The Japanese art of kusudama is the construction of a paper model that is typically (but not always) made by gluing or sewing several
|identical folded flowers made from squares of paper together through their points to form a pretty paper ball 🙂 . The art of Kusudama originally came from ancient Japan, when they were used as potpourri and incense–they were originally actual bunches of flowers or herbs. The word itself|
actually means “medicine ball”. Kusudama are currently used as gifts and decorations, and today I’m going to show you how to make one very quickly and easily (of course, we’ll be learning the easiest ones to make that will require minimal materials). You can get the necessary origami paper (24 7 x 7 Sheets in 12 colors) there from Amazon for about 5 bucks. I’ve got a very short (2 pages) PDF with diagrams you can use, plus a couple of videos. All of them show you how to make different kinds of Kusudama, have a look:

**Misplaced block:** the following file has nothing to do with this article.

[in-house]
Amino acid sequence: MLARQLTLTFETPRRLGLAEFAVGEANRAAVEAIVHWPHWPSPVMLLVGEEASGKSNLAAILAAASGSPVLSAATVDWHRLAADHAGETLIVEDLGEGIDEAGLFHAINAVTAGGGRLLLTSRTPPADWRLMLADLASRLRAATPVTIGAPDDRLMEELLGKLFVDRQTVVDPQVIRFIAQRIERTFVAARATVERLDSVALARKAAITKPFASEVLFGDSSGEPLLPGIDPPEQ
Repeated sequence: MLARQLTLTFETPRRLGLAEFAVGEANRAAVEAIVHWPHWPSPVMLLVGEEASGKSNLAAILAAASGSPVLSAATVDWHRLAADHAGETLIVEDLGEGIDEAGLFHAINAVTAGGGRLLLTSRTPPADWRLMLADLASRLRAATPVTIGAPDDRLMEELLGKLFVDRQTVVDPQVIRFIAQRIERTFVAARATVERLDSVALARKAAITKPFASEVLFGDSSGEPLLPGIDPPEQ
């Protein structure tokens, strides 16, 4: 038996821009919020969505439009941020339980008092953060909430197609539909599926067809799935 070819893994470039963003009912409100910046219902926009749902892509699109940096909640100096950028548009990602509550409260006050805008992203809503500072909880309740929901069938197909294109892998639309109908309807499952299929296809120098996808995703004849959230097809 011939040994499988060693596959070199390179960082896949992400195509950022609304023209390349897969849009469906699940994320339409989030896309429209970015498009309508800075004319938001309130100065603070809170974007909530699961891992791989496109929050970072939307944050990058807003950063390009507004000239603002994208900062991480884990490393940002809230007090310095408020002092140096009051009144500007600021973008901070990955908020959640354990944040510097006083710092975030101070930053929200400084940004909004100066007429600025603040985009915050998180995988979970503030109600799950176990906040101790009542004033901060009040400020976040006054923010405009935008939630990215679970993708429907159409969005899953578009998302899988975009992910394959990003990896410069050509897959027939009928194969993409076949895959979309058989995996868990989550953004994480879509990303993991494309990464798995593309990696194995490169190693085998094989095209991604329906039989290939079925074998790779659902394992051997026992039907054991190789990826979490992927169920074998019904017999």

Additional Resources and Further Reading
If you’re really interested in this an excellent book is Kusudama Origami by Tomoko Fuse–I think I have this book in Japanese; couldn’t see enough “look inside” pages to be sure. Even so, Tomoko Fuse is my FAVORITE designer, and if I’m looking at the same book in English, it’s one of her best. These unit and assembly instructions are VERY easy to follow. For weeks after learning the Lantern, I was making them from memory out of restaurant placemats. Also, the best general beginner’s origami book is Easy Origami by John Montroll–it’s clearly illustrated with easy-to-follow instructions that even beginning papercrafters can follow with successful results, and has 32 projects for novice origami hobbyists from an ultra-simple hat, cup and pinwheel to the more challenging figures of a penguin and a piano.
A lovely blog called Folding Trees has got an OUTSTANDING Kusudama tutorial with step-by-step instructions and photos, highly recommended and free as well, by the way.
You should also have a look at an article Wikihow has put together on how to make a simple Kusudama flower.